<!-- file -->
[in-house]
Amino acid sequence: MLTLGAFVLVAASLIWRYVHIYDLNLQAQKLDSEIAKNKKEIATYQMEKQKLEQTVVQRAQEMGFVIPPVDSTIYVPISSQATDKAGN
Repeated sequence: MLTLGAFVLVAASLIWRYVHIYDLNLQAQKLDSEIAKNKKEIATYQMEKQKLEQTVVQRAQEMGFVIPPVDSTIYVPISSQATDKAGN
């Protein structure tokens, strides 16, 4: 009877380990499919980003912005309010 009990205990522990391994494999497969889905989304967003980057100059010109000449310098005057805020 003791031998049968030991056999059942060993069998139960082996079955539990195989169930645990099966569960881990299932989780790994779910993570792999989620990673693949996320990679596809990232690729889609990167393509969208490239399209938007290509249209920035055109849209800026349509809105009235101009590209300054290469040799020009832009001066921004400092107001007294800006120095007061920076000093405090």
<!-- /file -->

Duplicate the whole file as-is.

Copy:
[in-house]
Amino acid sequence: MLTLGAFVLVAASLIWRYVHIYDLNLQAQKLDSEIAKNKKEIATYQMEKQKLEQTVVQRAQEMGFVIPPVDSTIYVPISSQATDKAGN
Repeated sequence: MLTLGAFVLVAASLIWRYVHIYDLNLQAQKLDSEIAKNKKEIATYQMEKQKLEQTVVQRAQEMGFVIPPVDSTIYVPISSQATDKAGN
């Protein structure tokens, strides 16, 4: 009877380990499919980003912005309010 009990205990522990391994494999497969889905989304967003980057100059010109000449310098005057805020 003791031998049968030991056999059942060993069998139960082996079955539990195989169930645990099966569960881990299932989780790994779910993570792999989620990673693949996320990679596809990232690729889609990167393509969208490239399209938007290509249209920035055109849209800026349509809105009235101009590209300054290469040799020009832009001066921004400092107001007294800006120095007061920076000093405090």